Fiorella De Maria is a novelist as well as an advocate for pro-life causes. Her novels include Poor Banished Children, Do No Harm, and her latest, We’ll Never Tell Them. She will be speaking in San Francisco later this month at the annual conference of the California Association Natural Family Planning as well as in other Bay Area locations. Ignatius Press Novels spoke with her via e-mail. You can also read a Catholic World Report interview with her about her pro-life work.
The three novels you’ve had published by Ignatius Press are quite different; Poor Banished Children is historical fiction set in the seventeenth-century, Do No Harm is a legal thriller, and We’ll Never Tell Them is a novel which looks in two directions at the same time: back into history and forward into the modern day. But if I had to pinpoint something which ties them all together I think it would be this: all of the protagonists are haunted by the past—sometimes even by actions which took place before their birth. And in grappling with the past, they find a way to look ahead or to make sense of their lives in the here and now. Why do you think this theme is of such importance?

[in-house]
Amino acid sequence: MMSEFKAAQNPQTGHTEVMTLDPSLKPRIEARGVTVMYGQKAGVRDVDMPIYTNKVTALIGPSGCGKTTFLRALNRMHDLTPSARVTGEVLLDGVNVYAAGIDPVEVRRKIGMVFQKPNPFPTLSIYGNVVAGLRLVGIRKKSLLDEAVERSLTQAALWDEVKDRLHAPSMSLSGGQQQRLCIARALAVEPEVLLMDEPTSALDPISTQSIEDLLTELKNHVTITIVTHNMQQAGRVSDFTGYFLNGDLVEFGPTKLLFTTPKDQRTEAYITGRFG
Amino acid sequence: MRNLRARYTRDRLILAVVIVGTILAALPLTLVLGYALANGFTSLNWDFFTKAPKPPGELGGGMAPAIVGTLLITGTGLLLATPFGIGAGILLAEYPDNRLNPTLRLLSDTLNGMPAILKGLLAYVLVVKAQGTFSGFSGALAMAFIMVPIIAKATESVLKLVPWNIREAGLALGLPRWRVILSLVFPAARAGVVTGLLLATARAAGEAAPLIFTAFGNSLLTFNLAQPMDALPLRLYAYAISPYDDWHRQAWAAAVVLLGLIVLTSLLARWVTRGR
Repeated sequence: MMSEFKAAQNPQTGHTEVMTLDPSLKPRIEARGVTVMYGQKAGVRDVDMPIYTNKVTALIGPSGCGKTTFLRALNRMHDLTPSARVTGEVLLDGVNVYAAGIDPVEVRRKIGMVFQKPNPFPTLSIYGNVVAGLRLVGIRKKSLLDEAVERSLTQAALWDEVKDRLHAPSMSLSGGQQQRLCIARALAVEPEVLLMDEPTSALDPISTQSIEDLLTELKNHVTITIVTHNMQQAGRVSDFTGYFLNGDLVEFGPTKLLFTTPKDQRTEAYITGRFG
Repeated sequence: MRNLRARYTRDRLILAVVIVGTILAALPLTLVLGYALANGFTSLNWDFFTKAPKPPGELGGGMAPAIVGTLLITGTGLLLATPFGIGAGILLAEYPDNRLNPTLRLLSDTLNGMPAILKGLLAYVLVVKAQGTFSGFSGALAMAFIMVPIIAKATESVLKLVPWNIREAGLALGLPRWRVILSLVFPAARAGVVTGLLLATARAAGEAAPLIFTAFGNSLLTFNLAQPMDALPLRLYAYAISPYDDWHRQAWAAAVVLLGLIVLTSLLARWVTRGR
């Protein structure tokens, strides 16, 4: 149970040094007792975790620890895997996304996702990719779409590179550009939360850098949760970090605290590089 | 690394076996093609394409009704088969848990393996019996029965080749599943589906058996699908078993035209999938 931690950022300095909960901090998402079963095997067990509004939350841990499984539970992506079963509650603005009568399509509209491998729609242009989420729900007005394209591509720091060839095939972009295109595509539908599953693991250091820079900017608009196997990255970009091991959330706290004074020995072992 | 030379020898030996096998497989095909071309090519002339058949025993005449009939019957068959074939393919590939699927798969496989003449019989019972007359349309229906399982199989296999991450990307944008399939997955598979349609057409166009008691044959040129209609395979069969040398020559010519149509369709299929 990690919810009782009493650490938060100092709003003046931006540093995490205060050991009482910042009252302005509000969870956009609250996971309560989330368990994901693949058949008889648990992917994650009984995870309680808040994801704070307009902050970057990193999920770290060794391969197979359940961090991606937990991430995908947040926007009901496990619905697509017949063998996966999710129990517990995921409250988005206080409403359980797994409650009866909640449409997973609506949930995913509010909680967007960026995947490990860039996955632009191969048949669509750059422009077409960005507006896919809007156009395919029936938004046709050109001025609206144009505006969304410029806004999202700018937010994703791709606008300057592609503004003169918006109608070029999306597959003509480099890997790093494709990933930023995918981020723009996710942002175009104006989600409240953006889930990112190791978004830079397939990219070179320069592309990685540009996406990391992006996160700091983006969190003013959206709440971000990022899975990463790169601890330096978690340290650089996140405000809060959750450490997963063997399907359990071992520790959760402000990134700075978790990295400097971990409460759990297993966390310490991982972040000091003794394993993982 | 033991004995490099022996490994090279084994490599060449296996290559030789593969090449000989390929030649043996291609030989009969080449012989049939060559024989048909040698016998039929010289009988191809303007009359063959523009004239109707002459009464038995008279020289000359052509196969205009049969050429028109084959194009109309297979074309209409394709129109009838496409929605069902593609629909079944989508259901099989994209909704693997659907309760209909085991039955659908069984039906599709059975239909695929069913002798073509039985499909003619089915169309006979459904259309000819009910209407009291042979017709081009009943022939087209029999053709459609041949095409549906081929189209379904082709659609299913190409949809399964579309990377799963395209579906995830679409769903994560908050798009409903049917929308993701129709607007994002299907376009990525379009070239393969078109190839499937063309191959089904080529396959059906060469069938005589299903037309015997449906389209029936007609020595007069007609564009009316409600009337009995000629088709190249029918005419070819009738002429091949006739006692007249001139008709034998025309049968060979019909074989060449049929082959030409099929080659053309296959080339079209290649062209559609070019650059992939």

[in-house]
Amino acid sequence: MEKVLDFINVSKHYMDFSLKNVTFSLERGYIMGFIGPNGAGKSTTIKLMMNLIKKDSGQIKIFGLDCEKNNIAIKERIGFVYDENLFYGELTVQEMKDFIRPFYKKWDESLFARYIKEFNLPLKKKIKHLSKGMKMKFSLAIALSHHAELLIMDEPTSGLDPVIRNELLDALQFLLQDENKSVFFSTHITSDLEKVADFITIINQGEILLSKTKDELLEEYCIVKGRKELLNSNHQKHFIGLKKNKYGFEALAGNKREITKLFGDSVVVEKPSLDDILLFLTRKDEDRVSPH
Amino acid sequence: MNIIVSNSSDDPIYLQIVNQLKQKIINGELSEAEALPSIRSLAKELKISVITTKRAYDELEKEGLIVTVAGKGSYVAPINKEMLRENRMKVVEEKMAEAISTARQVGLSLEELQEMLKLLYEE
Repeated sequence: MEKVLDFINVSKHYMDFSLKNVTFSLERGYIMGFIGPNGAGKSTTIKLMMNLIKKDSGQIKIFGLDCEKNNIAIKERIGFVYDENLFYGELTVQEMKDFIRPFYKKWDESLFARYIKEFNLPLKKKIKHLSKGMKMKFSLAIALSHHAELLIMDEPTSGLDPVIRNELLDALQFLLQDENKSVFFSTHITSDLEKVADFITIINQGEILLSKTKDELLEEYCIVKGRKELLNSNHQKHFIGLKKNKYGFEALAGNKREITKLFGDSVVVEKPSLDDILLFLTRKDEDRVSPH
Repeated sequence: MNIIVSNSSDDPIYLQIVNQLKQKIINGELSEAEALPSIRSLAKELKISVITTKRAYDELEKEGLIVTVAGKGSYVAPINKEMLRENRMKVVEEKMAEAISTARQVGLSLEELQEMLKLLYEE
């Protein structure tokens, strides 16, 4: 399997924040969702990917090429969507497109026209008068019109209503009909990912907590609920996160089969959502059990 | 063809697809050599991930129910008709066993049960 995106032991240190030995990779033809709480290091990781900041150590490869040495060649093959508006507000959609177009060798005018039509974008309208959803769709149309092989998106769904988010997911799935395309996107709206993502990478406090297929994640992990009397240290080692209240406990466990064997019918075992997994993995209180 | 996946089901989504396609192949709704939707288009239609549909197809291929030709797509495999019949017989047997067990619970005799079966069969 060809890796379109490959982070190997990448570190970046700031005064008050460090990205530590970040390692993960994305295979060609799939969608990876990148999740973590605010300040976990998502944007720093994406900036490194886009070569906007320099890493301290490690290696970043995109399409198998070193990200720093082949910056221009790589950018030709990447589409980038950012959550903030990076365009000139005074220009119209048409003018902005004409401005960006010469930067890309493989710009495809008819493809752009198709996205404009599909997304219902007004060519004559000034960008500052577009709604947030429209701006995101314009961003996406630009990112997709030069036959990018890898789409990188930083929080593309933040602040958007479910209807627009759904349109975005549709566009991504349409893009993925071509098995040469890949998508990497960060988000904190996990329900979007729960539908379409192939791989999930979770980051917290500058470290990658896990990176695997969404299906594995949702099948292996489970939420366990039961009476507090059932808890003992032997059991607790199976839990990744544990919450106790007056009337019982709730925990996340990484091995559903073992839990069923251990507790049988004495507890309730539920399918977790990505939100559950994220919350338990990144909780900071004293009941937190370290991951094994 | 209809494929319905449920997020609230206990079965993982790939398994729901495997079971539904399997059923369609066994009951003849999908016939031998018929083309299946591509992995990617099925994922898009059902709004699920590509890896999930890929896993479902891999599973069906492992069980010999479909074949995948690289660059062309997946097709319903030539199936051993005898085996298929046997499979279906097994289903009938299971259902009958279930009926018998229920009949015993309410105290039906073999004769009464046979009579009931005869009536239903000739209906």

De Maria: To some extent, I think that we are all haunted by the past, by our personal and family backgrounds but also by our national and cultural histories. I am certainly very proud to come from a tiny island which stood up to the might of the Nazi aggression and I grew up with a very strong sense of the need to stand firm against injustice, even against terrifying odds, but I also feel very humbled by the sacrifices past generations chose to make. Without wishing to sound melodramatic, I want to be worthy of my ancestry and all my characters in some way or another – including the quintessentially English Matthew Kemble [ed. note: character in Do No Harm] – feel accountable to their forefathers. In the end, every human being has to grapple with the transience of their own existence in the context of millions of years of human history and when we are haunted by the past, we are also in some ways haunted by our own mortality.